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Demystifying Medicine One Month at a Time

Category: primary care (page 1 of 12)

Doctoring the CIA

One of the biggest attractions at medical meetings is the exhibition space, where publishers and companies peddle their wares and outfits looking to hire doctors sing what they hope will be a siren’s song.

The Exhibitors’ Hall at the annual American College of Physicians meeting is certainly among the most grandiose medical marketplace, if not the world’s largest. When I approach the hall, I’m always reminded of Louis Winthorp’s description of the NY Commodities Exchange to Billy Ray Valentine in the 1983 film Trading Places:

“This is it. The last bastion of pure capitalism left on earth.”

At ACP 2019 there were dozens and dozens of exhibitors, ranging from tech startups to health insurance providers. Digital stethoscopes? Check. Work for the newest telemedicine outfit? You bet. There were also journal and textbook publishers and purveyors of online medical information..

But by number, no category is larger than the recruiters — health enterprises all looking for medical personnel. Passersby definitely are made to feel needed in such a milieu.

Recruiting at ACP 2019 were hospitals, ambulatory groups, and academic practices all looking for help. There were also state, county and correctional facilities on the market for docs.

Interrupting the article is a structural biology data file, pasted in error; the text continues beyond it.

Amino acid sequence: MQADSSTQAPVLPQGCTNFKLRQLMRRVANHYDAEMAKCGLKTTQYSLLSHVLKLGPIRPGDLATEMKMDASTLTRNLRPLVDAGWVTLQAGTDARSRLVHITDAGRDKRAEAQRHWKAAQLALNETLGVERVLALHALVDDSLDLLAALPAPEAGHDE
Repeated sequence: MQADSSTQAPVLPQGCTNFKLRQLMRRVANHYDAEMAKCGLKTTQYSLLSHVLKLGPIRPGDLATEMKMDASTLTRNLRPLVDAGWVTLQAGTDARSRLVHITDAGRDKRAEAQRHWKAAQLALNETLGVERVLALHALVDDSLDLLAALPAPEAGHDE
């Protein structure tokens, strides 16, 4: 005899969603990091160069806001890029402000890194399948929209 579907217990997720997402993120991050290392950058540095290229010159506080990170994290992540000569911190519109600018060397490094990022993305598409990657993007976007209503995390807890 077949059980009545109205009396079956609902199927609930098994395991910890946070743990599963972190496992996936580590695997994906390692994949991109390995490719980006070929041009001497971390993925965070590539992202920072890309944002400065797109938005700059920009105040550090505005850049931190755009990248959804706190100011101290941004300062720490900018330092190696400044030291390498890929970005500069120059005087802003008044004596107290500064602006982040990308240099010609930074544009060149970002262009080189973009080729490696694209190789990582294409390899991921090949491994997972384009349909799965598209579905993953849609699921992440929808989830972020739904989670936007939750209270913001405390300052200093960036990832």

But I was surprised to see a recruiting booth from the CIA: America’s Central Intelligence Agency. It was one of the smaller booths, with but a flag, some brochures, and a lone recruiter, who by Agency policy couldn’t officially speak to me or be quoted.

So who is the Agency looking for? Primary care doctors and psychiatrists.

What does the job entail? Working abroad in embassies caring for CIA staff and their families.

Why, I wondered, if the job involves serving at U.S. embassies abroad, does the State Department not handle the recruiting?

Turns out that CIA doctors must be eligible for and able to obtain security clearances. In order to be considered, you must be physically and mentally fit, and able to pass both a background check and a polygraph test. You need to be a U.S. citizen, too.

The best of the brochures on the table dispelled 12 of the most common myths about working for the CIA: essentially, it ain’t what you see in the movies. Forget about car chases or secret gadgets.

Other brochures led with catchy slogans like, “Everything you do here matters,” or “Utilize your medical skills on the world stage.”

The CIA is not just interested in doctors. Like the real world around us, the CIA is looking for nurses (particularly with experience in occupational health), physician assistants, nurse practitioners, and clinical and research psychologists.

I asked the recruiter what a primary care doctor like me would do in the CIA. I’d once read about the CIA hiring doctors as medical analysts to render opinions on the health of world leaders. The recruiter told me that she was not charged with finding medical analysts at the ACP or her other recruiting stops–only doctors to work as medical professionals. Though with adequate experience and interest, changing roles while in the Agency is considered.

Through the conversation I learned that the CIA operates in five “directorates:”

  1. Analysis (think information gathering and synthesis);